Saturday, 12 October 2013

'''The Horse and His Boy''- Book Review

Author: C. S. Lewis
Published: 1954

Genres: Novel, Fantasy, Adventure

Rating: 3 out of 5


''The Horse and His Boy'' is the fifth published book in ''The Chronicles of Narnia''. It is kind of a midquel, as it takes place within the events of ''The Lion, The Witch and the Wardrobe''. (''The Horse and His Boy'' is set during the Golden Age of Narnia, during the rule of the High King Peter and his siblings).

Shasta is a boy who lives with a fisherman, Arsheesh. One day, he comes across a horse, owned by a guest who has come to Arsheesh. To Shasta's great surprise, the horse can talk. The horse reveals that he is from Narnia, where different kinds of beasts can talk. He had been kidnapped from Narnia, when he was young. The horse wants to go back to Narnia, and it becomes apparent that Shasta is also originally from Narnia, as his complexion is much different than that of the Calormene people. Shasta decides to run away the horse (whom he calls ''Bree'') to Narnia and the North.

On their journey, they come across a mare, Hwin, who had also been kidnapped from Narnia when she was young. Hwin's companion is a girl, Aravis. Aravis is running away to Narnia because her marriage has been fixed with a person whom she doesn't wish to marry. Shasta, Bree, Aravis, and Hwin unite and start going to Narnia together. But then they come across a dangerous plan.  Prince Rabadash of Calormen is furious because Queen Susan of Narnia has refused to marry him. The Prince makes a plan to capture Queen Susan. Shasta and his companions decide to prevent the plot and make the High King Peter and his siblings aware of the plan. Their journey is dangerous and difficult...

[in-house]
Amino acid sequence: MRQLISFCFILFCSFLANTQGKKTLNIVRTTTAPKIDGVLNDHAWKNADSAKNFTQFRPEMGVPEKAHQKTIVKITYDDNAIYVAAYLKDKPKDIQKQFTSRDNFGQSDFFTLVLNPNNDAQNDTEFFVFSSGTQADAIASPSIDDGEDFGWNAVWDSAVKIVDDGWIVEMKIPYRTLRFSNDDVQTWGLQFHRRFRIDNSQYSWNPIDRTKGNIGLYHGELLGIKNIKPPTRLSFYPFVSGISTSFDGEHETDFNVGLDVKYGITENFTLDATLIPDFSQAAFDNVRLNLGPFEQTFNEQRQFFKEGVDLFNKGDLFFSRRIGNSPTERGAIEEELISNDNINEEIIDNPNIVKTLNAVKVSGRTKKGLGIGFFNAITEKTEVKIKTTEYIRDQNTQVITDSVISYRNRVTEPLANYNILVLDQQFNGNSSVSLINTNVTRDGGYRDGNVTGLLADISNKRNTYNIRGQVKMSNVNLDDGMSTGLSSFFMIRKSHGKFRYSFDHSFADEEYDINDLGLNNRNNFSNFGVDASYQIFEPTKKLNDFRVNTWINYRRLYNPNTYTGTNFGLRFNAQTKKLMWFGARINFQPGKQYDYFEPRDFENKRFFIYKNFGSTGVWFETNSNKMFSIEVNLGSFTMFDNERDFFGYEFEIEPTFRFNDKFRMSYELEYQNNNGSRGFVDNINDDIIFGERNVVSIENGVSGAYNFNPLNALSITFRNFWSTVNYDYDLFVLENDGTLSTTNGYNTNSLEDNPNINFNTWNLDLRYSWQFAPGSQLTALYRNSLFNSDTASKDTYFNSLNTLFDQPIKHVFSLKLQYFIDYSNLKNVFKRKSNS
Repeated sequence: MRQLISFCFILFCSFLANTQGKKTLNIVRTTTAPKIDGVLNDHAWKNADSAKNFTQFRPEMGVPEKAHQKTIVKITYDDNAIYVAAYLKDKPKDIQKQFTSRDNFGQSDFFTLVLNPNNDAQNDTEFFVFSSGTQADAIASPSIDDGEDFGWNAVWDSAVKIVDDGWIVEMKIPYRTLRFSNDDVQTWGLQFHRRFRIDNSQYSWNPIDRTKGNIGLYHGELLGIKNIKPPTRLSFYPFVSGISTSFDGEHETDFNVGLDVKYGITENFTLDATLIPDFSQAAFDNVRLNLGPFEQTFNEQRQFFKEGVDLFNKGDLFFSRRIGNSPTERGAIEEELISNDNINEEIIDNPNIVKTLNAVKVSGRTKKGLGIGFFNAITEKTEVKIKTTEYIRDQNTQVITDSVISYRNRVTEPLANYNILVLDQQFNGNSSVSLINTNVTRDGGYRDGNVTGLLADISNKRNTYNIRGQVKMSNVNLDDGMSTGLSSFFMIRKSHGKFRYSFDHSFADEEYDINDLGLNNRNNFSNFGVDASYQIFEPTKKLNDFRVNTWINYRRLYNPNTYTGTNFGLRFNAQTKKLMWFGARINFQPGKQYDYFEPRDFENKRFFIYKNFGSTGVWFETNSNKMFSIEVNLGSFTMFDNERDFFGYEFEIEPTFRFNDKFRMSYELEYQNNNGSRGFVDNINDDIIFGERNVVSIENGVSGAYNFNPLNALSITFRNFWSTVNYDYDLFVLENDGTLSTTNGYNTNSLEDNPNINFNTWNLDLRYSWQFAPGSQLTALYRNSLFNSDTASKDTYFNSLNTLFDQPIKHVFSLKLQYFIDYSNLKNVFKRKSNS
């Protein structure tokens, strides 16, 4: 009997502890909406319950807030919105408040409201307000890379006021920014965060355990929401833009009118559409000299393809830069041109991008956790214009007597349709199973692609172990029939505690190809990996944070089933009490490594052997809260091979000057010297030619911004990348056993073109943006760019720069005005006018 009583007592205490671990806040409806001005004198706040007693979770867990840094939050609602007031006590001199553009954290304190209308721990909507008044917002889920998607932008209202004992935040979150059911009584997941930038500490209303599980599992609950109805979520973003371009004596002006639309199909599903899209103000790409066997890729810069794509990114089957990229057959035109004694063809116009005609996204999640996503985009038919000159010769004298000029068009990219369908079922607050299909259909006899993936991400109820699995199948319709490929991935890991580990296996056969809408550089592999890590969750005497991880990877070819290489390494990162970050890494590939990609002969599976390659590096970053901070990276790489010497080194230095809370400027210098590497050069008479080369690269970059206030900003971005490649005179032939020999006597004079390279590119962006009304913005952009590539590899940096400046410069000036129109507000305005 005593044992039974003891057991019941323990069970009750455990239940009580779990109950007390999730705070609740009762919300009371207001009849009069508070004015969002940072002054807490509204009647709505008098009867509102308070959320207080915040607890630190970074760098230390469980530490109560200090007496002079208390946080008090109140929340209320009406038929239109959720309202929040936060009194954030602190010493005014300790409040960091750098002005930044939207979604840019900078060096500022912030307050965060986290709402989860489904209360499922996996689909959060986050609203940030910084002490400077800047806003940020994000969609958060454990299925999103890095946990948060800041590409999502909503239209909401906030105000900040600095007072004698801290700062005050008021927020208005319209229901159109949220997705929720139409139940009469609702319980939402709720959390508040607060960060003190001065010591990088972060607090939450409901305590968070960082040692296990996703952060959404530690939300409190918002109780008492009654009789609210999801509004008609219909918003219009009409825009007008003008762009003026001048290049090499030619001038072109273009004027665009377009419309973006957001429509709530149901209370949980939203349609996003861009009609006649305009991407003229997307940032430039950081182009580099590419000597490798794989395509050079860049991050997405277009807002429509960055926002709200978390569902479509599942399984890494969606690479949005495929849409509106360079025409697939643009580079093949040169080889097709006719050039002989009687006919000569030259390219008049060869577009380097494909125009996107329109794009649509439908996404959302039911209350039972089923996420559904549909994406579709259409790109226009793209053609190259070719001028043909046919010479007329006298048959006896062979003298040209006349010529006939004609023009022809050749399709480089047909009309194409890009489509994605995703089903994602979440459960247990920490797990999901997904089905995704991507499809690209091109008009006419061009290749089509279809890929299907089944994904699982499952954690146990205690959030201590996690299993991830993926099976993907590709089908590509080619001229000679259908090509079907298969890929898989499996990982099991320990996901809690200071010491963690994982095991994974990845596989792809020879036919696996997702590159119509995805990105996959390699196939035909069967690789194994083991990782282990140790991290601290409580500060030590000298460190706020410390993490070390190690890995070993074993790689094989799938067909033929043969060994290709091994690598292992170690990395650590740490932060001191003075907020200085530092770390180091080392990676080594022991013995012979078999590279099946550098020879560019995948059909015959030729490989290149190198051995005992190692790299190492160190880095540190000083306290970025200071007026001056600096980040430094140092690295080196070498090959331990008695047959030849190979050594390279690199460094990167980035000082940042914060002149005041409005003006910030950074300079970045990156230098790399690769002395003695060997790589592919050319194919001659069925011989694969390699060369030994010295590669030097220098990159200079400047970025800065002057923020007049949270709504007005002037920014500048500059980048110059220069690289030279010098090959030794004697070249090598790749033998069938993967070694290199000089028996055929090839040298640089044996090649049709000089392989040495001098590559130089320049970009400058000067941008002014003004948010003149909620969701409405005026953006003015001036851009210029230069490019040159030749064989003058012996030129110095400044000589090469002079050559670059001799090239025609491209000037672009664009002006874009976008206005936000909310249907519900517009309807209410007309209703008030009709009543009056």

Compared to the earlier books in the series, ''The Horse and his Boy'' actually had less magic and also, less charm in it. I didn't really love it like I had loved the earlier books. While ''The Horse and his Boy'' is exciting and adventurous, I thought that the previous books had been more magical and engrossing. However, it was good to read about Susan, whom we hadn't met since ''Prince Caspian'', and Lucy and Edmund, who had last appeared in ''The Voyage of the Dawn Treader''. (Peter is mentioned, but never appears in this book). Susan, Lucy and Edmund make brief appearances here.

The four lead characters, Shasta, Bree, Aravis and Hwin, were really quite interesting. The characters were quite well developed, especially Shasta and Aravis. I found Lasaraleen really amusing. Prince Rabadash is the main antagonist of this novel.

The adventures, and the goal and attempt of the lead characters to try to save Narnia and Archenland from a disastrous attack, was really interesting to read. Overall, while ''The Horse and his Boy'' was certainly a really enjoyable read, I think I liked the previous books more, much more, than this one.

3 out of 5


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